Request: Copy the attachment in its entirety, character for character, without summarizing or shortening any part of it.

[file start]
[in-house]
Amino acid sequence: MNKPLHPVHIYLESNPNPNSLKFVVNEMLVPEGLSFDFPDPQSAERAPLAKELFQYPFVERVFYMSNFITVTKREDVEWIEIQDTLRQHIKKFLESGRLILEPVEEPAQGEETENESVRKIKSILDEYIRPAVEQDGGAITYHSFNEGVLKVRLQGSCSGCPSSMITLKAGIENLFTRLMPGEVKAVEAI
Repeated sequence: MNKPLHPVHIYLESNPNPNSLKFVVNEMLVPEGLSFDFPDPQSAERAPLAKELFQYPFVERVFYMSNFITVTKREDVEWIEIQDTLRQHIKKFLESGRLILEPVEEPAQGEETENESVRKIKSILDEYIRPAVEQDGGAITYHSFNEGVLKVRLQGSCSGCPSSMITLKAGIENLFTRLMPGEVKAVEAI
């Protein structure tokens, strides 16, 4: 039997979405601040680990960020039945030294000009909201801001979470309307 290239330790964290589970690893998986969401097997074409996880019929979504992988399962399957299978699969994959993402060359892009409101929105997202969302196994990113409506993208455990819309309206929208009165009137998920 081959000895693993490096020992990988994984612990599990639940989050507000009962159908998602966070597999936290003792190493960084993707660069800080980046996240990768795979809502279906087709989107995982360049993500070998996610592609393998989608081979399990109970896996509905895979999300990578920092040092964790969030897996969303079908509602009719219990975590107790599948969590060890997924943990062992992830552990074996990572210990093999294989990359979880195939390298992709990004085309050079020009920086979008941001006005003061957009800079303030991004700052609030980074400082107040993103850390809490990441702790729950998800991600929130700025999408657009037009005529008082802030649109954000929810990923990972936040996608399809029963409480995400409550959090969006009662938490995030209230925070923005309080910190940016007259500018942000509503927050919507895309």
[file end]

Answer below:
[in-house]
Amino acid sequence: MNKPLHPVHIYLESNPNPNSLKFVVNEMLVPEGLSFDFPDPQSAERAPLAKELFQYPFVERVFYMSNFITVTKREDVEWIEIQDTLRQHIKKFLESGRLILEPVEEPAQGEETENESVRKIKSILDEYIRPAVEQDGGAITYHSFNEGVLKVRLQGSCSGCPSSMITLKAGIENLFTRLMPGEVKAVEAI
Repeated sequence: MNKPLHPVHIYLESNPNPNSLKFVVNEMLVPEGLSFDFPDPQSAERAPLAKELFQYPFVERVFYMSNFITVTKREDVEWIEIQDTLRQHIKKFLESGRLILEPVEEPAQGEETENESVRKIKSILDEYIRPAVEQDGGAITYHSFNEGVLKVRLQGSCSGCPSSMITLKAGIENLFTRLMPGEVKAVEAI
């Protein structure tokens, strides 16, 4: 039997979405601040680990960020039945030294000009909201801001979470309307 290239330790964290589970690893998986969401097997074409996880019929979504992988399962399957299978699969994959993402060359892009409101929105997202969302196994990113409506993208455990819309309206929208009165009137998920 081959000895693993490096020992990988994984612990599990639940989050507000009962159908998602966070597999936290003792190493960084993707660069800080980046996240990768795979809502279906087709989107995982360049993500070998996610592609393998989608081979399990109970896996509905895979999300990578920092040092964790969030897996969303079908509602009719219990975590107790599948969590060890997924943990062992992830552990074996990572210990093999294989990359979880195939390298992709990004085309050079020009920086979008941001006005003061957009800079303030991004700052609030980074400082107040993103850390809490990441702790729950998800991600929130700025999408657009037009005529008082802030649109954000929810990923990972936040996608399809029963409480995400409550959090969006009662938490995030209230925070923005309080910190940016007259500018942000509503927050919507895309």